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What I learned from turning my ‘Out of Office’ auto-replies on for a month

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At the beginning of September, I decided to turn my ‘out of office’ auto-reply on for the whole month. Here’s what it said:

Hello!

Thanks for your email. I’ll get to it during my morning ‘internet ablutions’ (as William Gibson would put it).

If you need a quicker response than asynchronous communication can provide, please do consider one of the following (in order of preference):

* IRC – I’m on the Mozilla server in #badges, #foundation and #learning (see https://wiki.mozilla.org/IRC)
* Twitter – I’m @dajbelshaw
* Skype – I’m doug_belshaw

—–
Doug Belshaw
Mozilla Foundation

Current timezone: BST (GMT +1)

http://mzl.la/weblitstd
http://openbadges.org
http://dougbelshaw.com

This was actually more for my benefit than for anyone else’s. It gave me a way to internalise that I don’t need to fret about emails at all hours of the day. Working for a geographically-distributed organisation like Mozilla can have huge performative issues if you’re not disciplined with your time.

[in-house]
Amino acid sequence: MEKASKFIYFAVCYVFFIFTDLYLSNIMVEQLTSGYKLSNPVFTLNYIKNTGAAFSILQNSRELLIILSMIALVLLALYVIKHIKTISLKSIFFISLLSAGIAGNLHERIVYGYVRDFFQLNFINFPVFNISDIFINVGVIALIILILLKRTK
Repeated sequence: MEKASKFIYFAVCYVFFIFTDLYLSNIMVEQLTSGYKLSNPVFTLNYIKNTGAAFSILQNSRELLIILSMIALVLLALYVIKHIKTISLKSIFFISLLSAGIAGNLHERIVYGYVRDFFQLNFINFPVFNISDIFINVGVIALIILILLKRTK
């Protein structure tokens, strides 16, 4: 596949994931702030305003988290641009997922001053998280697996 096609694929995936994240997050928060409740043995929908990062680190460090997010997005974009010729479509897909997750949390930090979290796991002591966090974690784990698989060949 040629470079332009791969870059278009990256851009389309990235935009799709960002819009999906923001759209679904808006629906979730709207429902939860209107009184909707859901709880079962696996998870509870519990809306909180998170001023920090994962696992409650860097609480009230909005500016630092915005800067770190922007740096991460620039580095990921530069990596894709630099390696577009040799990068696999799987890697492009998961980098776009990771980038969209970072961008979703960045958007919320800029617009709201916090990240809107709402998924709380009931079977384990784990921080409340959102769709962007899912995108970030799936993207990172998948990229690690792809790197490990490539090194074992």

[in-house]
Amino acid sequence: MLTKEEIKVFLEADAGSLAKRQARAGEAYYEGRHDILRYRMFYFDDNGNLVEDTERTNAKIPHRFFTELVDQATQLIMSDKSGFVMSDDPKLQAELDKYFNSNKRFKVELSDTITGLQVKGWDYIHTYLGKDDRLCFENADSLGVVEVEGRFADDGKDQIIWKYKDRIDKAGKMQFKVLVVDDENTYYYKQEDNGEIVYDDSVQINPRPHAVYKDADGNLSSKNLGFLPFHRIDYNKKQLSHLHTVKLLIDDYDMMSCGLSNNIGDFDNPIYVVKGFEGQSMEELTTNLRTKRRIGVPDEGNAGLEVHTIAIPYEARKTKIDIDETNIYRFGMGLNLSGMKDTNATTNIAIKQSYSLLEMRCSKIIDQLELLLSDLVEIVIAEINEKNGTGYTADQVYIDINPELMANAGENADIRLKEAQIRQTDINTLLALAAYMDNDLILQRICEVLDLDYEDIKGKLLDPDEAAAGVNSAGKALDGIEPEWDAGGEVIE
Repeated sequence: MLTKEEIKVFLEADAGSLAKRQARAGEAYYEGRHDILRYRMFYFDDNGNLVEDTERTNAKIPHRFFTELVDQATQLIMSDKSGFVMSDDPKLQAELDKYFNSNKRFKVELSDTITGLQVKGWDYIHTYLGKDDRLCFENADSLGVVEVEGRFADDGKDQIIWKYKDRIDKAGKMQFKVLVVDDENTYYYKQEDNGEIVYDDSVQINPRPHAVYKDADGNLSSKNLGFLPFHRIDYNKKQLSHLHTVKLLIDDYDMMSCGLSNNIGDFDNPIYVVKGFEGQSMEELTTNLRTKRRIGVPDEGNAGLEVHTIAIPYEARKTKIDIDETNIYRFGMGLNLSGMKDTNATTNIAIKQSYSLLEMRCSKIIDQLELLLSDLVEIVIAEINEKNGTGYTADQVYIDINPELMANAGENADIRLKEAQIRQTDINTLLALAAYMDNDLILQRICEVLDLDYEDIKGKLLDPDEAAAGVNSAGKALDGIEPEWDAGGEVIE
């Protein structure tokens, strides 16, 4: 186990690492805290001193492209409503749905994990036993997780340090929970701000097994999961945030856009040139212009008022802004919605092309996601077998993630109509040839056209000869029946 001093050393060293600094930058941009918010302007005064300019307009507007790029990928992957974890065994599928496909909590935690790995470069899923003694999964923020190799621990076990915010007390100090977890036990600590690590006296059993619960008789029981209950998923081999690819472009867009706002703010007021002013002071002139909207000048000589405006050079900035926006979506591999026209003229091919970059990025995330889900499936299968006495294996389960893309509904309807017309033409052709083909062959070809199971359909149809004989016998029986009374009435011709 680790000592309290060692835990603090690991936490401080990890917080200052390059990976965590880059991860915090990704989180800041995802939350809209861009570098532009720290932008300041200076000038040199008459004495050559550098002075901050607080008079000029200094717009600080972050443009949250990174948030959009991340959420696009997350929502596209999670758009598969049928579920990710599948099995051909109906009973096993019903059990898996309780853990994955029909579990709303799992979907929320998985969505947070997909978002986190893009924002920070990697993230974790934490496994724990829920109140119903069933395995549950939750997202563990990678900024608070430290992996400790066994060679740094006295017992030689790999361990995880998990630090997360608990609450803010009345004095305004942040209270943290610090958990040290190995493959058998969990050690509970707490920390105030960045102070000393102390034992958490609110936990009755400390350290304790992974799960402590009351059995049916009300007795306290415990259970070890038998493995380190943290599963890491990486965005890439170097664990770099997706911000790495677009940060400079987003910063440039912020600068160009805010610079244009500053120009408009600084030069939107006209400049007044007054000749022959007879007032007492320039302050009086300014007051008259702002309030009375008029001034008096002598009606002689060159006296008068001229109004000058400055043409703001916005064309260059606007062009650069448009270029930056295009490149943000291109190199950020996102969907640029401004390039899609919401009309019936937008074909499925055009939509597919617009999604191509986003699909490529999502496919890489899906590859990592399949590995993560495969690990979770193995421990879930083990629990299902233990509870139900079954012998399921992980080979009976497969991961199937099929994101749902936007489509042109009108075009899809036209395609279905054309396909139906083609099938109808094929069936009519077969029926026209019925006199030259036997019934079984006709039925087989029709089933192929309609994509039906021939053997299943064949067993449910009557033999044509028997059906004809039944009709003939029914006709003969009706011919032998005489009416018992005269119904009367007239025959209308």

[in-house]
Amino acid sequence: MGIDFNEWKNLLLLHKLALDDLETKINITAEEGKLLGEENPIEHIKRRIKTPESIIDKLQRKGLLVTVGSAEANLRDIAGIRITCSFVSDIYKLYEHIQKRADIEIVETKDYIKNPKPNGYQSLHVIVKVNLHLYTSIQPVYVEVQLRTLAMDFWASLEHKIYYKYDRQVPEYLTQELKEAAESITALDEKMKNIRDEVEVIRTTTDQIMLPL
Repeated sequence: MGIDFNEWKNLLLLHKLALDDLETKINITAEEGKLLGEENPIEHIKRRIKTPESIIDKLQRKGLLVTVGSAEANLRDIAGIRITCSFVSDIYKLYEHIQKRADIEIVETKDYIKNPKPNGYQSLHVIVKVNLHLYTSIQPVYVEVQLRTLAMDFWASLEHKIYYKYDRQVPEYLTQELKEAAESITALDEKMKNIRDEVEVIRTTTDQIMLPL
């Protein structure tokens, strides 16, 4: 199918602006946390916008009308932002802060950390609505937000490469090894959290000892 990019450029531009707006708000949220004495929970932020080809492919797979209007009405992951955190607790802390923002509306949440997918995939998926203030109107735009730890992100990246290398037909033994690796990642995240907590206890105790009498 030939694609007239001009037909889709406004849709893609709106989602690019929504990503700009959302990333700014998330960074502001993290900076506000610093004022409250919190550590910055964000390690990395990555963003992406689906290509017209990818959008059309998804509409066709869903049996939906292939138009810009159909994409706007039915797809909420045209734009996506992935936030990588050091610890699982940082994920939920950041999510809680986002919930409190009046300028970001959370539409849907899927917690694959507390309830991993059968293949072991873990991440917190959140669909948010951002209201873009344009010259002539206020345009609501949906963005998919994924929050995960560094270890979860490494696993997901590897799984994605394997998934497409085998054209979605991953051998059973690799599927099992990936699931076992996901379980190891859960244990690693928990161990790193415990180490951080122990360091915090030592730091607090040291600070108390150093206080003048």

So what did I learn?

  • People will seek you out if they need you urgently. But that only happened a couple of times and it was resolved quickly via Skype chat.
  • Colleagues respect work/life balance more than I tend to assume. If it’s 9pm in the UK then they don’t tend to expect an immediate answer.
  • Some issues resolve themselves if you don’t answer straight away.
  • Email is a chore to many people. Quite a few people expressed solidarity.

It’s certainly been eye-opening to me. I’ve taken my auto-responder off now (I don’t want to abuse it) but I’ll be employing it again during my impending Belshaw Black Ops.

Image CC BY Esparta

15 thoughts on “What I learned from turning my ‘Out of Office’ auto-replies on for a month

  1. “Issues resolve themselves” means someone else resolved the issue, perhaps increasing cost, efficiency, and productivity.

    1. Some people are lazy and take the easy way by contacting not necessarily the right person. Though I would have thought emails do not require instant feedback, ditto Twitter – that’s why they are free.

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